These concerns aren't new, but Pete Spotts reports in The Christian Science Monitor that the researchers say their work has built "a detailed picture of these critical water sources – how the amount of water they contain varies with time, location, and regional climate patterns – and could allow for more nuanced approaches to local water management." Those issues are already complicated by competing governmental agencies trying to mete out a vanishing yet shared resource, each wondering how to straddle "the divide between private ownership of land, and by extension the water under it."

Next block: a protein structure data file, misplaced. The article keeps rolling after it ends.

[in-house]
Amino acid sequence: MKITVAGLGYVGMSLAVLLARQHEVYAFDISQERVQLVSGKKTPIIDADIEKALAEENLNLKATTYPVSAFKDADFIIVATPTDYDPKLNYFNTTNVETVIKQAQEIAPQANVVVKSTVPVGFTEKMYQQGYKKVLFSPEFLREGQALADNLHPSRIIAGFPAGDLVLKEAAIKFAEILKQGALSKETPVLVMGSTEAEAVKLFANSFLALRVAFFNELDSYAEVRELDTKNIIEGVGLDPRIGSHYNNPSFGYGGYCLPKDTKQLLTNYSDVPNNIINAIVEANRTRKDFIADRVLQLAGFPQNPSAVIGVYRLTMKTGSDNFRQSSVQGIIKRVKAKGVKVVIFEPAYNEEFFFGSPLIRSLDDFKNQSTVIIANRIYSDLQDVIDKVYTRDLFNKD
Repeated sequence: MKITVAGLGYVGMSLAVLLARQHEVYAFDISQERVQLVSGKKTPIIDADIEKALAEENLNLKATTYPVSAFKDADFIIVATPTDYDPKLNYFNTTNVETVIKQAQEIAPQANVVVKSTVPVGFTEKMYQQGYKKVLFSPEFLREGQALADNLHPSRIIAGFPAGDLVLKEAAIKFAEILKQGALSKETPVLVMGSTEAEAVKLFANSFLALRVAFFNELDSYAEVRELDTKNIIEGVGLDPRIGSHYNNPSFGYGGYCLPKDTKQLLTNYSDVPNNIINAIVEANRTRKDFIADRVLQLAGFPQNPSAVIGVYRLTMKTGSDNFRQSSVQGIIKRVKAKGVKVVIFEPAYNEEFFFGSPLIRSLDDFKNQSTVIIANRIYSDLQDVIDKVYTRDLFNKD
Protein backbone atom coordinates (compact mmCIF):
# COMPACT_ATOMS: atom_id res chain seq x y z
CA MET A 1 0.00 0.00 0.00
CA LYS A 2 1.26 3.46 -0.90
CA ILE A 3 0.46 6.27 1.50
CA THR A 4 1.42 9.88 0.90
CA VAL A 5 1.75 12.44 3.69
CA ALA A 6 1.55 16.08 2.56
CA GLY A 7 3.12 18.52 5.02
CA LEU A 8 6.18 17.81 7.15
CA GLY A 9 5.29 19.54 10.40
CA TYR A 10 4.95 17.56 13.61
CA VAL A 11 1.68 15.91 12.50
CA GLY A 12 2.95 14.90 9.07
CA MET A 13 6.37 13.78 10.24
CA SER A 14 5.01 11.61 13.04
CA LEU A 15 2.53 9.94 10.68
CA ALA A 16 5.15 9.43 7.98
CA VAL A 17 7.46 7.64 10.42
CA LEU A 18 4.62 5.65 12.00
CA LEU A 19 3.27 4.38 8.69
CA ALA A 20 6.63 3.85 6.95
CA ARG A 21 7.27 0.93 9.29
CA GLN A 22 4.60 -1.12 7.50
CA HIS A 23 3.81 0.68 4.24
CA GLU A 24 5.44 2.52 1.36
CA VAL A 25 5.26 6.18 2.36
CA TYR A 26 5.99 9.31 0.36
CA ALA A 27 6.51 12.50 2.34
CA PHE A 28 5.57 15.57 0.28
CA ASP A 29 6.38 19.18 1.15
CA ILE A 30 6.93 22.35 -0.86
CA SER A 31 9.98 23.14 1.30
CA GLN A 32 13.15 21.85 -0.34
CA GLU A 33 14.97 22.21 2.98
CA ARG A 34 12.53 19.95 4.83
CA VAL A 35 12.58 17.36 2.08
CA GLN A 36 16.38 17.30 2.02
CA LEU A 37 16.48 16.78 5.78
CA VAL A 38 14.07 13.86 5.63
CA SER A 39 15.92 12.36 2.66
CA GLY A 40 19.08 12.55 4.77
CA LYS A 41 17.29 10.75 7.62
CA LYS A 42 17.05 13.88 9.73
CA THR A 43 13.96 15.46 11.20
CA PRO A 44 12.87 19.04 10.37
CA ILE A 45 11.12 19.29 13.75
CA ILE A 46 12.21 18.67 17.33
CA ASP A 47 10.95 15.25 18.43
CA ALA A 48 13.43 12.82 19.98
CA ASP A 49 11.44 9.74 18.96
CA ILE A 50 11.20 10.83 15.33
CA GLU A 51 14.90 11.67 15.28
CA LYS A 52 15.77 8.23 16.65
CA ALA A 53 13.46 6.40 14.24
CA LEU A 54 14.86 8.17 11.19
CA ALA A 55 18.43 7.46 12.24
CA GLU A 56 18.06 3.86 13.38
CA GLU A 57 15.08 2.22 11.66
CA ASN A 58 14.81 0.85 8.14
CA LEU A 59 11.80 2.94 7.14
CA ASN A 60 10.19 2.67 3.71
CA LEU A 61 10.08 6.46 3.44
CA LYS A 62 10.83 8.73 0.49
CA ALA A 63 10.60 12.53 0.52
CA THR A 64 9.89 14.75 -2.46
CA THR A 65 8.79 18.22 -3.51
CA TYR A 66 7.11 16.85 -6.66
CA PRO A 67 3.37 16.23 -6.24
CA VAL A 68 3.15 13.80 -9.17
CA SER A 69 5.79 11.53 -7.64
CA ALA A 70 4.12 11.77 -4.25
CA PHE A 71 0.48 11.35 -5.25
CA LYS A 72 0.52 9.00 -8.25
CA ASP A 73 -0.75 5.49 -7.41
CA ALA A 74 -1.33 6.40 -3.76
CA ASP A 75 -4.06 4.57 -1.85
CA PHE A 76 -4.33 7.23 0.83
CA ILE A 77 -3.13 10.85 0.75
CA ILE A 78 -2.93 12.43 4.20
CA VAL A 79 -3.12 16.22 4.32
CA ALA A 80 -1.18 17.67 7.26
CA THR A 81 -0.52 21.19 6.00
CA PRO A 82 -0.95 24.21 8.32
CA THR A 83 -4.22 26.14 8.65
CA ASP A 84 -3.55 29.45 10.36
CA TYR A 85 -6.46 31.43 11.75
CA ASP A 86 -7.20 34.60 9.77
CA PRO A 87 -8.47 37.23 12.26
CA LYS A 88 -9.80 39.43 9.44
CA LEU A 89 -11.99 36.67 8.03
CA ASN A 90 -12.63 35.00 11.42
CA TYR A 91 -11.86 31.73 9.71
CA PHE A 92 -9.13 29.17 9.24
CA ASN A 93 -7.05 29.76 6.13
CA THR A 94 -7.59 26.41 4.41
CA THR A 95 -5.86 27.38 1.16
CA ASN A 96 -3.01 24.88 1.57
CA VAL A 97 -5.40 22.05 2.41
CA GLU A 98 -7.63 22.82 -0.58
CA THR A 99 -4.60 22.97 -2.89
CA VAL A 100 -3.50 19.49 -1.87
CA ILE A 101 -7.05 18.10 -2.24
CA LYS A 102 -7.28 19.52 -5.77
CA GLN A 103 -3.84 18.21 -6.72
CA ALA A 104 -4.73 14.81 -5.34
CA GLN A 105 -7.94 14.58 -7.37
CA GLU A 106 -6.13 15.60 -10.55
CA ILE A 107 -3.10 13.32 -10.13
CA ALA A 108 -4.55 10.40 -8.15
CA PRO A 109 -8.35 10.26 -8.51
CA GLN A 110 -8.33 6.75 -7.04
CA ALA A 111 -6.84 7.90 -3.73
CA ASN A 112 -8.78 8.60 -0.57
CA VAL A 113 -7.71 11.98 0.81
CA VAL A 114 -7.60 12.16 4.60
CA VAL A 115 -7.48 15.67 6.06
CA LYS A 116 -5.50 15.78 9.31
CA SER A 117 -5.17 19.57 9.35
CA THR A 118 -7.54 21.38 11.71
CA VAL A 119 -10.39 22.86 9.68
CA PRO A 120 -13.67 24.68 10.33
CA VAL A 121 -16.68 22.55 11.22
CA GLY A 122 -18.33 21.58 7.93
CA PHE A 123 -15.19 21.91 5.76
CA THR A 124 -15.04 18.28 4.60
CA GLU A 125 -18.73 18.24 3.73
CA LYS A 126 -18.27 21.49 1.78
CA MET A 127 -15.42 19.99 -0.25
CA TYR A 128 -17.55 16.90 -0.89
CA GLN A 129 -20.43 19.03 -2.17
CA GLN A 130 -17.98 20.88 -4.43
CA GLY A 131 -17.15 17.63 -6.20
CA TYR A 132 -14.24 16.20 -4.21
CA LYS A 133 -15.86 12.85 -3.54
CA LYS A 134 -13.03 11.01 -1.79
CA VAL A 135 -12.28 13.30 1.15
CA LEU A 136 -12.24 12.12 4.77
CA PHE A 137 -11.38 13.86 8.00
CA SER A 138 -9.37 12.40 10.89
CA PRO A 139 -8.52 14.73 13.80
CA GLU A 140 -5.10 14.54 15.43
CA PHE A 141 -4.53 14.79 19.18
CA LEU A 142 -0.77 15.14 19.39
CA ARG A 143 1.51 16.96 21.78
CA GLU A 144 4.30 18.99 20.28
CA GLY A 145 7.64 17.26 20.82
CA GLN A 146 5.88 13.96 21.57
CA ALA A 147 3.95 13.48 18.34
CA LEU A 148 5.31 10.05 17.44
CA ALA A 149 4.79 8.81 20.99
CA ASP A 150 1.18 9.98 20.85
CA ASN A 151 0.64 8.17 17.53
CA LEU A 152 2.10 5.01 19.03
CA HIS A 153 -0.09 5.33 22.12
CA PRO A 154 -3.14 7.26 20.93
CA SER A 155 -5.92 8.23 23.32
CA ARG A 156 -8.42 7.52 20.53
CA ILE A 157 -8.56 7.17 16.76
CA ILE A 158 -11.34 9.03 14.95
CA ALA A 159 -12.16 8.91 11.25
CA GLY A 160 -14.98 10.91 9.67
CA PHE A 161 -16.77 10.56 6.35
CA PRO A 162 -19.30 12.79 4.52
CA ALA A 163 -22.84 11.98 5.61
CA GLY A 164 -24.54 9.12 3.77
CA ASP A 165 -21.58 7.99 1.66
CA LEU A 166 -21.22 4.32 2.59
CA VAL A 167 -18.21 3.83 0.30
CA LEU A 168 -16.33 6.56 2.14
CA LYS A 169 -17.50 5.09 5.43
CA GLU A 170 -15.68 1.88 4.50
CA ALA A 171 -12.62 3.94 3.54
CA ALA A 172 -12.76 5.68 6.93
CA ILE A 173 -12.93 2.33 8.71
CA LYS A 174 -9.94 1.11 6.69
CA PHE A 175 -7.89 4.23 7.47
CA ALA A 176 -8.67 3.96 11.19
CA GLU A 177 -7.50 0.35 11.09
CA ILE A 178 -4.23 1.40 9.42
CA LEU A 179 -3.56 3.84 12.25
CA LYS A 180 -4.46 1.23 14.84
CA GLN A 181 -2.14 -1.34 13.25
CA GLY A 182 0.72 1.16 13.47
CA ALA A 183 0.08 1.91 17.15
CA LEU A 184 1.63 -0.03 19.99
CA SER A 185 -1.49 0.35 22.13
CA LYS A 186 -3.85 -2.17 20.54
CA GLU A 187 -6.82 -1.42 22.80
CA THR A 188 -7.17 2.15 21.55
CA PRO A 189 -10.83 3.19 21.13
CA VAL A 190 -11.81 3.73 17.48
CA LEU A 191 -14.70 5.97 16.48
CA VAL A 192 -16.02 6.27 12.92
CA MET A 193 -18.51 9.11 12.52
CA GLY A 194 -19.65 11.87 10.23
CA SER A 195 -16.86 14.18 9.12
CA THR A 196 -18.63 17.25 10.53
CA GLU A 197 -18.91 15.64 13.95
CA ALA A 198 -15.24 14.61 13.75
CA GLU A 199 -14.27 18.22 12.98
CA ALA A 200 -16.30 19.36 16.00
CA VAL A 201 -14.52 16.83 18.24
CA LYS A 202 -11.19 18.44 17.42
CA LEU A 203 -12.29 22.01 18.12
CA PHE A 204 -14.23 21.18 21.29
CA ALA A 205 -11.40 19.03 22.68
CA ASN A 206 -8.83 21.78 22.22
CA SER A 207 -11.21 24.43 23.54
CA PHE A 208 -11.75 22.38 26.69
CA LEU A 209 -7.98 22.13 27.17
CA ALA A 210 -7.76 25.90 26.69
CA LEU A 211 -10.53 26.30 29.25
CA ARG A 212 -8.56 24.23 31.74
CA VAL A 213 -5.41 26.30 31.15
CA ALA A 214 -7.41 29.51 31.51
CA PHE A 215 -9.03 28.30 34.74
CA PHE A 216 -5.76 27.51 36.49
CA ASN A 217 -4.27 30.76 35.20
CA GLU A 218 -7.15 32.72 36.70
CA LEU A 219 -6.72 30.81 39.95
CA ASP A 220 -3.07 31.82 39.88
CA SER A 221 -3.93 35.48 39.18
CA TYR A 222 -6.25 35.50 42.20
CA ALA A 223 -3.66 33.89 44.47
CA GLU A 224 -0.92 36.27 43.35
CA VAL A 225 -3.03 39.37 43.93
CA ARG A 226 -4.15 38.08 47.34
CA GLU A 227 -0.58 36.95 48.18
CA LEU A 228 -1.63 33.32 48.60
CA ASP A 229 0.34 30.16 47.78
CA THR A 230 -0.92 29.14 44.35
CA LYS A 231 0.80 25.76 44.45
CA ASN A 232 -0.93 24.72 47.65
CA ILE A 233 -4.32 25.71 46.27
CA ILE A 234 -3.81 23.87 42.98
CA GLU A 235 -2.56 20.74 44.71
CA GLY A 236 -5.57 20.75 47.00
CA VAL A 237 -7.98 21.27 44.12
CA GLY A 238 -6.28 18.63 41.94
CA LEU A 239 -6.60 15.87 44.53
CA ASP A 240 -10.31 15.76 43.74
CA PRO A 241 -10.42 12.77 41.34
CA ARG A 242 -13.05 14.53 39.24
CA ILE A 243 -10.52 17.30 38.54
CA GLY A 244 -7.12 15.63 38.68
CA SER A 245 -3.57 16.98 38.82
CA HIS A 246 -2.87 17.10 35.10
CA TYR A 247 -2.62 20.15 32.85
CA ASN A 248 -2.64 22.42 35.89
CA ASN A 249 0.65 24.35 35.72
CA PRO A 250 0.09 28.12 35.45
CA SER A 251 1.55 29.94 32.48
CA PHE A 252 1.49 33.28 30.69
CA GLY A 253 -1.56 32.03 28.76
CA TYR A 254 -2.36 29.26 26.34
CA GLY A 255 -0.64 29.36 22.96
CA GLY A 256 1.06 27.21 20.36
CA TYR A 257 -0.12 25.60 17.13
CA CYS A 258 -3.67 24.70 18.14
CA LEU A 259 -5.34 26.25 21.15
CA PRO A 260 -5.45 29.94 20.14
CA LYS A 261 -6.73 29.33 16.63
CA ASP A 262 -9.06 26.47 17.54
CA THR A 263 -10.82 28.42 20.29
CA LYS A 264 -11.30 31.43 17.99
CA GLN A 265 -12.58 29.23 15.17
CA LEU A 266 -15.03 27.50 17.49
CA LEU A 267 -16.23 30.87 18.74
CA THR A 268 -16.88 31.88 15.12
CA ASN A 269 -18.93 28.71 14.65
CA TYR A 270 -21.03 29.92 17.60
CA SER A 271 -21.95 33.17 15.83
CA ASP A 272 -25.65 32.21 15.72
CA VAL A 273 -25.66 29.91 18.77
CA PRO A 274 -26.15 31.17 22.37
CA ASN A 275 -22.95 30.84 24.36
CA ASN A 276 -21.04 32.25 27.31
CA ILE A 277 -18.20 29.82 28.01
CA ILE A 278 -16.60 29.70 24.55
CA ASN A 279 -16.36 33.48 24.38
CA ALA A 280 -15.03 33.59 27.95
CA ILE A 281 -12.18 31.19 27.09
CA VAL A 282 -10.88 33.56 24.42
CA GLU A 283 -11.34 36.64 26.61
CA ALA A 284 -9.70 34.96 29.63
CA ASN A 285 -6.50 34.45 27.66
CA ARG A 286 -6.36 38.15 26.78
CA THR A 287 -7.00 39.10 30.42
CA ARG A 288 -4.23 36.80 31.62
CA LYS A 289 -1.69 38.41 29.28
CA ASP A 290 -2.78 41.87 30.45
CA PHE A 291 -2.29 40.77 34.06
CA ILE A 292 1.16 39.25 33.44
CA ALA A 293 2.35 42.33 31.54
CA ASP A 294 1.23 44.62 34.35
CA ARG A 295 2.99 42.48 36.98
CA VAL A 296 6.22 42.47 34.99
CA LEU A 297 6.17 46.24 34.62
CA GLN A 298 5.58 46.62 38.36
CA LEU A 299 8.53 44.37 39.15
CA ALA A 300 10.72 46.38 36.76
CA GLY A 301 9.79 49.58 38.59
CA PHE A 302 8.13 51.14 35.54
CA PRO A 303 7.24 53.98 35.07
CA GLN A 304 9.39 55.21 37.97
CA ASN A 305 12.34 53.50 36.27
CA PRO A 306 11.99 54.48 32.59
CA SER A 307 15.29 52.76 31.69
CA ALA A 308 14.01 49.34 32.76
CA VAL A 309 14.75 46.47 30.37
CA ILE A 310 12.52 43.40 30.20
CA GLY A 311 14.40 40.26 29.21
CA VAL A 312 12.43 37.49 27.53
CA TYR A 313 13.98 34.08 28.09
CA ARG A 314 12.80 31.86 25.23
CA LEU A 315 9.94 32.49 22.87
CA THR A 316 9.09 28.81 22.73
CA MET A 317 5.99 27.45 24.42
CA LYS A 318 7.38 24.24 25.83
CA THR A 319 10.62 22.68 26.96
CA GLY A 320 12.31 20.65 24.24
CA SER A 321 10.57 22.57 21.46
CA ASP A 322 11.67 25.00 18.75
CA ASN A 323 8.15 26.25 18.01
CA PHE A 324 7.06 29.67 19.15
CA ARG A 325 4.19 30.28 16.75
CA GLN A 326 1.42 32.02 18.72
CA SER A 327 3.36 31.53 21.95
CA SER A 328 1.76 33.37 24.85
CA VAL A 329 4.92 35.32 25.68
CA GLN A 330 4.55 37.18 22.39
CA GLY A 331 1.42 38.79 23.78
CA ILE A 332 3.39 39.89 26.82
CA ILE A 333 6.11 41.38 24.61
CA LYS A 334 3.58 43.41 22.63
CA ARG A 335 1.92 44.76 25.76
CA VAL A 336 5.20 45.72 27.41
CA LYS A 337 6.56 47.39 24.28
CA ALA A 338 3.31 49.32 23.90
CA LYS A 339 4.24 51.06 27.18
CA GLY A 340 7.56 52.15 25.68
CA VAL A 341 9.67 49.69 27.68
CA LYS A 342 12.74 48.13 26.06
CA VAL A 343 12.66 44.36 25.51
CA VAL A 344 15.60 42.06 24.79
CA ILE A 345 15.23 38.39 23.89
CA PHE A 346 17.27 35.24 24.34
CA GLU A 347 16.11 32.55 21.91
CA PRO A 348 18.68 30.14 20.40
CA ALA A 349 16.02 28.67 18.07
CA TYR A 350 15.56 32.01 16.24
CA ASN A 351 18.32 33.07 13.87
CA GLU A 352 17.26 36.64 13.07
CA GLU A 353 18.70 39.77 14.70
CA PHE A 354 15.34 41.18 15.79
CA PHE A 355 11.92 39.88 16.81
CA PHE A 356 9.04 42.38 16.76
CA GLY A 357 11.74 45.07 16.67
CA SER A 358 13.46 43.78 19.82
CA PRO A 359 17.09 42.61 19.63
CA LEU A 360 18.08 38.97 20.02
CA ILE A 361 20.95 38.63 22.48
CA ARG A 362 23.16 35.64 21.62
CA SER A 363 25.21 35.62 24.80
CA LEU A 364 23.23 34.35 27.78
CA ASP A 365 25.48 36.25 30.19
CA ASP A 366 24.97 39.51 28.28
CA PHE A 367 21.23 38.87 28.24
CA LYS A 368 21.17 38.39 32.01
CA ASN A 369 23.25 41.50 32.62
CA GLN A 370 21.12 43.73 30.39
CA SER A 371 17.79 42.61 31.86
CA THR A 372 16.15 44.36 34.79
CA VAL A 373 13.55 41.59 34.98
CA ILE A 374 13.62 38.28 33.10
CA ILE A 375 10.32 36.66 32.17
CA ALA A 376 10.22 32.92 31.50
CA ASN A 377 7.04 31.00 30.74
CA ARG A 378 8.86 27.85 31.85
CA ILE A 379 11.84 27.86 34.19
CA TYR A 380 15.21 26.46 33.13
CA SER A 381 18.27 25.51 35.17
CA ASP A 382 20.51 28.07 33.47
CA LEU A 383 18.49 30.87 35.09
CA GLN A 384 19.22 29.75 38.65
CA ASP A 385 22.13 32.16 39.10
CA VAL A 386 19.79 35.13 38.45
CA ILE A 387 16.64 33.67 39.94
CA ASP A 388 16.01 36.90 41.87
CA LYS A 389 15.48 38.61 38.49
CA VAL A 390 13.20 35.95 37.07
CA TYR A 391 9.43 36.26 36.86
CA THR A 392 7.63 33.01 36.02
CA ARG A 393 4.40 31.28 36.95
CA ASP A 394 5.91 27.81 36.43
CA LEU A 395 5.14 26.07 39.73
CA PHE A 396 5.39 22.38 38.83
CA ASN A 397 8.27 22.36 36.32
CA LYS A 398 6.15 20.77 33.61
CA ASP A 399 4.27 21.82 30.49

The study has some dire warnings. "One involved the Ogallala Aquifer, a resource that stretches north along the Texas-New Mexico border through the Oklahoma panhandle and western Kansas to extend through virtually all of Nebraska and into eastern Wyoming," Spotts writes. "Farming in the High Plains contributes about $35 billion a year to the economy. The central and southern High Plains is where groundwater losses have been most pronounced. For the southern High Plains in particular, if consumption continues into the future as it did between 1997 and 2007, the aquifer there will be unable to support irrigation for about 35 percent of the region within the next 30 years, the researchers estimate."